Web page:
“Another daughter is this little sweetling!” She glared at Vasilisa, who looked expressionlessly back.
“It’s not true!” growled Artyom. Baba Yaga shot him a glance of gleeful malevolence and continued.
“Now hear the story of a third daughter of mighty Marceau, a King of the Sea!
“The Sea King, his senile mother, and his six simpering daughters lived in a palace made of coral, brittle, impractical stuff, not like good strong iron! They made pets out of fish and played in sea gardens. The youngest daughter was called Marella.” Baba Yaga made a face. “’Shining sea,’ it means. Disgusting!”
This idiotic child wasn’t content with her coral palace and her easy life, not she! She wanted more! She was obsessed with the world of land above.
Her grandmother, instead of teaching her something useful, told her pretty tales of ships and cities, people who walked about on two legs and animals that walked about on four. The flowers had a cloying scent and fish sang in the tops of trees as disagreeably as Marella herself, who loved to sing. Naturally! What could be sweeter than a singing mermaid? But I fixed that!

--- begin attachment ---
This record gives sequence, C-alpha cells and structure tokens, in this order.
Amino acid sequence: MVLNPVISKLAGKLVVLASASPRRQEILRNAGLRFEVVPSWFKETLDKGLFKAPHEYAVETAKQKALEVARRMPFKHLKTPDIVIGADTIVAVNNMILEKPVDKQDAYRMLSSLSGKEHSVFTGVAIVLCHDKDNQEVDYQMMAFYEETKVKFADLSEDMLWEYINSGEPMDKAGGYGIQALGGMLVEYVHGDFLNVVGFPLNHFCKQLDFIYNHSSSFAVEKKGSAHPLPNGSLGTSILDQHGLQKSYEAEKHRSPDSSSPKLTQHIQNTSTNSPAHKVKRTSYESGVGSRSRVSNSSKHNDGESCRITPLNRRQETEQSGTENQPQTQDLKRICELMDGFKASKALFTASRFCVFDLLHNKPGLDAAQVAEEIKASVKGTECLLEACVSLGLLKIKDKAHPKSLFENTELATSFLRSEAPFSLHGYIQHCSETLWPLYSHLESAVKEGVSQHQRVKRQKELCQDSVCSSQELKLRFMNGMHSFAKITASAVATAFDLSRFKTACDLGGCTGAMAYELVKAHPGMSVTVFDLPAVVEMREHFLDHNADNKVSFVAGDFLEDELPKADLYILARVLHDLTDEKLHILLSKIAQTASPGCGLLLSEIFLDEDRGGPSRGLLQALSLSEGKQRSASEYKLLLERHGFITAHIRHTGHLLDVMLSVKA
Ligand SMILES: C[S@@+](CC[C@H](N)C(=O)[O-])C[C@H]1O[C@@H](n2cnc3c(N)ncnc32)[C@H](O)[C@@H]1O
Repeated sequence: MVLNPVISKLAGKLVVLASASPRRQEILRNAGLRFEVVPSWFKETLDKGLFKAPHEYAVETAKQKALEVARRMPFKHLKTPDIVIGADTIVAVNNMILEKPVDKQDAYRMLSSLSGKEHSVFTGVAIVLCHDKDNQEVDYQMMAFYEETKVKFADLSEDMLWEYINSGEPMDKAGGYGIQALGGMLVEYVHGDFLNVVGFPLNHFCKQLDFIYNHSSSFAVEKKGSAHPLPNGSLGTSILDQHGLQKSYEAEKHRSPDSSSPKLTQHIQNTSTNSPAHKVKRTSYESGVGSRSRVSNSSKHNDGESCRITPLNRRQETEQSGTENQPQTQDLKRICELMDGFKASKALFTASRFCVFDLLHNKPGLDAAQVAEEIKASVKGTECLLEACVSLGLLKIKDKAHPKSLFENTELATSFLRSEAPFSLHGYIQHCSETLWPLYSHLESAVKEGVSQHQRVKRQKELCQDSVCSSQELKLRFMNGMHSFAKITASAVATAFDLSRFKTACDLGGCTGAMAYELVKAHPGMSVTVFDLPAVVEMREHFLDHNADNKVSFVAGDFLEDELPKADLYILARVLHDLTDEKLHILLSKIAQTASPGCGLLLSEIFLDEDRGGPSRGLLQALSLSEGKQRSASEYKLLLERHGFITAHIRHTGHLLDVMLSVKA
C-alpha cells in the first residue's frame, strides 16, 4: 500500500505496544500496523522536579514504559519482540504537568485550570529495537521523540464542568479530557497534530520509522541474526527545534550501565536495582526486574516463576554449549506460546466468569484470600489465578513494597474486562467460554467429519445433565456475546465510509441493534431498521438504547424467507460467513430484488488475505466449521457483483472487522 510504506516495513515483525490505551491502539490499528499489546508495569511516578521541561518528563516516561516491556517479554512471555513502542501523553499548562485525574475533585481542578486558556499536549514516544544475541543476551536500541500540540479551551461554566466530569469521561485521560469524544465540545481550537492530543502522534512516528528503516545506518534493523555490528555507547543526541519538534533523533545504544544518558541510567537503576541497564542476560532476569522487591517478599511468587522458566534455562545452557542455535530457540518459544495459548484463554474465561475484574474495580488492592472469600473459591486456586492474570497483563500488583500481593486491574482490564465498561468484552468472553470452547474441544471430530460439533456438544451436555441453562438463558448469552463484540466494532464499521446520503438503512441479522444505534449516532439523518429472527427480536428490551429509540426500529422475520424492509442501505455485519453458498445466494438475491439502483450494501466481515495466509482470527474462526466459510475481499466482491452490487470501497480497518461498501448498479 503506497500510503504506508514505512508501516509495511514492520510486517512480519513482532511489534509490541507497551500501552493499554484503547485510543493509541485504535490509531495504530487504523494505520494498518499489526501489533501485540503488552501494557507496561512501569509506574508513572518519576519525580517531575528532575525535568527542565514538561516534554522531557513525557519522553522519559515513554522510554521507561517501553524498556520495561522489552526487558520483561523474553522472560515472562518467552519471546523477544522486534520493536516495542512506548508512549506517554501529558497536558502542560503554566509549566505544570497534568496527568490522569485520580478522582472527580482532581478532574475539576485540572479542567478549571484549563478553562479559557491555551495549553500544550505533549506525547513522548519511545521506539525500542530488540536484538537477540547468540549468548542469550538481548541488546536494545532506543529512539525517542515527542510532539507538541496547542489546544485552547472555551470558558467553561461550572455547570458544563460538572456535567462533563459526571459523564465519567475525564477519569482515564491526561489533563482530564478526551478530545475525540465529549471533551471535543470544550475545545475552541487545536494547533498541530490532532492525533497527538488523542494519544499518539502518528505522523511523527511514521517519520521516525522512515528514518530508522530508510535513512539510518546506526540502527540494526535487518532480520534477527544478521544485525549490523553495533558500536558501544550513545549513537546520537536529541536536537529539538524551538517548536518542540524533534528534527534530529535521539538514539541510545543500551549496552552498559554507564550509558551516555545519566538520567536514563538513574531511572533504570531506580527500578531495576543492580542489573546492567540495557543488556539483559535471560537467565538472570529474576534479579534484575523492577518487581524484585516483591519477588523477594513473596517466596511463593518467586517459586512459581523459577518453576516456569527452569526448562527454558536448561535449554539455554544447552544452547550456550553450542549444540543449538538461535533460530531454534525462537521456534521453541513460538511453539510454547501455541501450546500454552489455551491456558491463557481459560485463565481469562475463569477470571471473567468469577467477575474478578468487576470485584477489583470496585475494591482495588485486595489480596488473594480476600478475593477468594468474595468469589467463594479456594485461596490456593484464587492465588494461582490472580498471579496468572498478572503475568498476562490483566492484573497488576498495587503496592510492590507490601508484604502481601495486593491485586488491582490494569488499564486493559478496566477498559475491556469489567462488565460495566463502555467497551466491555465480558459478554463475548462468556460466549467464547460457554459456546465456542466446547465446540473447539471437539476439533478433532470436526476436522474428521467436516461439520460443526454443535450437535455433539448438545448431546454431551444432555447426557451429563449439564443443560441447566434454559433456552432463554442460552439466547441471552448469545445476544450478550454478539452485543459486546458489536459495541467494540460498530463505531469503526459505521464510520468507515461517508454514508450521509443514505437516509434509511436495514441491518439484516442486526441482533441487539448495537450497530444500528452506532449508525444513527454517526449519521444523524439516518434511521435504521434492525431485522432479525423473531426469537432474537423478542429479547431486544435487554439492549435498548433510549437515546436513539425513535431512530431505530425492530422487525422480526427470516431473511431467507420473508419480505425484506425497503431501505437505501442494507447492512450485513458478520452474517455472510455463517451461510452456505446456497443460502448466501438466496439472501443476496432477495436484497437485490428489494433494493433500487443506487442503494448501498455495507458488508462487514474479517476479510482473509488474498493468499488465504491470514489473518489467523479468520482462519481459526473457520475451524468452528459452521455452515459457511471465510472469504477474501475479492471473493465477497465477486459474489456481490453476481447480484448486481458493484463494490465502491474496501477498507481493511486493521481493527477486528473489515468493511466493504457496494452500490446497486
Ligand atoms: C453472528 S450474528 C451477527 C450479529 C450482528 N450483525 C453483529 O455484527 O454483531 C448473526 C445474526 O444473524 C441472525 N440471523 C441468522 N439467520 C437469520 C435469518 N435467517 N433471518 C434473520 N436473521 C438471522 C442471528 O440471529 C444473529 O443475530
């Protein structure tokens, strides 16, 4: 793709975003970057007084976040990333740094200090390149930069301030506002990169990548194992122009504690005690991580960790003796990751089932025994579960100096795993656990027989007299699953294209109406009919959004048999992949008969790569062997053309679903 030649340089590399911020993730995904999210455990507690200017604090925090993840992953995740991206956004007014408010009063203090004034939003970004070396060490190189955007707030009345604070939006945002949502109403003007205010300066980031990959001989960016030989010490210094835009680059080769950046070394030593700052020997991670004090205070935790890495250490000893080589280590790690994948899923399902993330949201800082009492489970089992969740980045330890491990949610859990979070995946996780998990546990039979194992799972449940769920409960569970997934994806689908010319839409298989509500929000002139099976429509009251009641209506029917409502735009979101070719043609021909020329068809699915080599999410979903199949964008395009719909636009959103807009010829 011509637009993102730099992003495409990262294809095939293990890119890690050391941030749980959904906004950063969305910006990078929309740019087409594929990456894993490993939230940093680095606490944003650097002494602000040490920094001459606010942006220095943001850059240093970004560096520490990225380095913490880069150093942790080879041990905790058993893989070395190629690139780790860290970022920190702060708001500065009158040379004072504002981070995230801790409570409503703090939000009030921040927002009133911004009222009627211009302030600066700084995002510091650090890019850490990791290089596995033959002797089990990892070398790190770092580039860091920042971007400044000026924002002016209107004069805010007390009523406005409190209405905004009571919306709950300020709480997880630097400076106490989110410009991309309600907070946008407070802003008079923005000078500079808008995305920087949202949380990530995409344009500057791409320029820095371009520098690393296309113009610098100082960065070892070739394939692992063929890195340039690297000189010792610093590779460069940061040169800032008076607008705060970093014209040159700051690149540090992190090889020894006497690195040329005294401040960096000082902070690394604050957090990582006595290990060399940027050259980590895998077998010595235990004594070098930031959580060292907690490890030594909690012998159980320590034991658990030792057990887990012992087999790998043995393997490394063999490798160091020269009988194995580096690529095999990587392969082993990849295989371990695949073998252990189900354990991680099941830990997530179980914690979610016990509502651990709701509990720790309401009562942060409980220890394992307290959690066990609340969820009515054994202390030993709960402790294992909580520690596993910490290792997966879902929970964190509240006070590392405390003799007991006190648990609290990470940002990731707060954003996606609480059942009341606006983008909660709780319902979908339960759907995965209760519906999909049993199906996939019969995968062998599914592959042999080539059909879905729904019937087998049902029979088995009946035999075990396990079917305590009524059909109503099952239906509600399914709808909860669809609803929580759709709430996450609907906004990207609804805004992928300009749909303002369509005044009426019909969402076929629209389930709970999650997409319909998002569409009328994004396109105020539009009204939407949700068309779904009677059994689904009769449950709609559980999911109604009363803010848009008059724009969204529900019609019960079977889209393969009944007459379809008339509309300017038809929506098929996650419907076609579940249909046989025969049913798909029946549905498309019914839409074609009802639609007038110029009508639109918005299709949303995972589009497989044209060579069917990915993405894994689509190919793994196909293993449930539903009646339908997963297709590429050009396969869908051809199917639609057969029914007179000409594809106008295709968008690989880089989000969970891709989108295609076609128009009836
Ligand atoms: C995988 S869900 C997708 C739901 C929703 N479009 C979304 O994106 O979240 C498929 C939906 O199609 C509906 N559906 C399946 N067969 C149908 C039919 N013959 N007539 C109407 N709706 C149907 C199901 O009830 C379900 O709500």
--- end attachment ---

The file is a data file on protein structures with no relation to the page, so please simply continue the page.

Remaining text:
It’s the custom among sea people that on the day of the fifteenth birthday they can visit the world of land. Marella thought that time would never come.
One by one her sisters turned fifteen and returned to the palace to tell her all they’d seen and heard. But it wasn’t enough. She lay in her bed and spun idiotic romantic fantasies, looking up, searching for dim moon and starlight. Sometimes a shadow passed above her, and she imagined the great ships her sisters and grandmother had described. Marella longed for that unknown world, and I gave her what she wanted. Kind old Baba! Wise old Mother Yaga gave her everything she wished for!
At last, her fifteenth birthday came. She rose up to the surface of the sea. Sunset drenched the sky with the color of blood because I was brewing a storm especially for her. A storm with lighting and thunder and iron waves! The setting sun outlined clouds in red and gold, like yon goat man’s cape. A little way off a ship lay at anchor and Marella, lifted in the growing swell, saw glowing lanterns, heard music for the first time, and saw men and women clasped in one another’s arms, turning and swaying. In the center of everything stood a young scoundrel with black hair.